Now that the H-1B filing season is in full swing, you should take some proactive steps to insure that you fully comply with the H-1B rules and regulations as best possible. In a recent decision, the Immigration and Custom Enforcement accepted a guilty plea from an employer in an H-1B visa fraud scheme. The employer filed for H-1B employees stating that they will work at his office location (traditional employees) when in fact the employees were assigned to third-party sites (contract employees) once they entered the

United States. Further, the employer provided “cheat sheets" to the employees on how to answer certain questions at the H-1B visa interview. In addition, some employees were benched without pay. Finally, the employer rented furniture to stage the office when served with an I-9 audit notice. These activities lasted for six years. Based on these findings, the employer pled guilty to visa fraud. Although the final sentence is yet to be set, the employer faces hefty fines and possible jail time for violating the CIS and DOL rules and regulations. What should you do to avoid this from happening to you?

First, you should insure that all information on the forms submitted to the CIS and DOL are as accurate as possible. Confirm that the duties expected of the H-1B employee are accurate and consistent with others similarly employed. If a person is at an entry-level position and receiving entry-level salary, verify that s/he will perform entry-level work. The DOL will look to the duties actually performed by the H-1B employee to confirm that you classified the person at the proper wage level.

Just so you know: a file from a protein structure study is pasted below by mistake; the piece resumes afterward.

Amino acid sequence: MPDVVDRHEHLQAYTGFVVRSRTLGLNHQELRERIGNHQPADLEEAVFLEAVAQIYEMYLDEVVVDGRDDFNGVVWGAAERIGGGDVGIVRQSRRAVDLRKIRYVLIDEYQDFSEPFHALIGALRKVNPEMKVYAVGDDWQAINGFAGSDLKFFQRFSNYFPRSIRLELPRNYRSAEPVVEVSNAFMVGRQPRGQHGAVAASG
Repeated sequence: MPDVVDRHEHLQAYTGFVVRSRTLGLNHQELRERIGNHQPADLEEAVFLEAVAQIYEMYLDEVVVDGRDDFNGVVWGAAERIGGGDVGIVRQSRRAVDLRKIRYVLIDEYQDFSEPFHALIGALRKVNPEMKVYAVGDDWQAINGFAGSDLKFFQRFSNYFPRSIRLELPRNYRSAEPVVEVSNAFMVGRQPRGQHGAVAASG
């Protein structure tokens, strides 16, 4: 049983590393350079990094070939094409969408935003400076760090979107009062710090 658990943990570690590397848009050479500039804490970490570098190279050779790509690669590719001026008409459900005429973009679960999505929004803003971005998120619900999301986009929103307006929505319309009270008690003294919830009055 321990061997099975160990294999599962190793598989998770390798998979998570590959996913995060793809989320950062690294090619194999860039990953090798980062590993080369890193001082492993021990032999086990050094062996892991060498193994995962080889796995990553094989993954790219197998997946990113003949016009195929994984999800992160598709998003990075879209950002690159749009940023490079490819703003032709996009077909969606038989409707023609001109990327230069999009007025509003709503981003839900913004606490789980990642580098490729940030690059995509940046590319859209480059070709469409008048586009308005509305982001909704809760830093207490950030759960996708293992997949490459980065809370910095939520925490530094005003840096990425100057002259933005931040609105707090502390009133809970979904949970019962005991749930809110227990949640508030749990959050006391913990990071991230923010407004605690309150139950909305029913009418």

Second, you can help the H-1B employee with the visa interview as long as the statements made are accurate. You should not coach the H-1B employee to say only what the consulate officer expects them to say. Advise the employee to answer the questions asked only and not volunteer information. The bottom line is that the employee will need to convince the consulate officer that the petition accurately reflects what he or she will do once in the United States and that the terms of the petition will be complied with by both you and the employee.

Third, make sure that the employee hired is working at the assigned location(s). If a person is going to work at a location for a very short term (usually less then 30 days), then s/he may be covered under the short-term placement rule. However, there are certain limitations that you need to be aware of and should consult with a qualified attorney before assigning your employee to this location. If the assignment is for an extended period of time (anything over 30 work days), contact your attorney as an amended petition may be needed.

Fourth, make sure that your payroll records accurately reflect that you are paying the H-1B employees the salary as listed on the forms filed with the CIS. If there are salary adjustments (increases), keep accurate notes in the employee file as to the reasons for the adjustment. Remember that any contingency payments (i.e. awards, bonuses, etc.) can not be included in the wage. The DOL will review your payroll records to confirm that you are paying at or above the wage stated on the forms to insure compliance.

Fifth, when terminating an H-1B employee, notify your attorney once you have exercised your right to terminate. The attorney should notify CIS of the termination, withdraw the LCA and inform you that you may need to offer to pay the individual his or her return ticket. Without complying with these requirements, you may still be obligated to pay the H-1B employee his/her salary and, in an audit, DOL may fine you back wages until the H-1B petition has been proper terminated.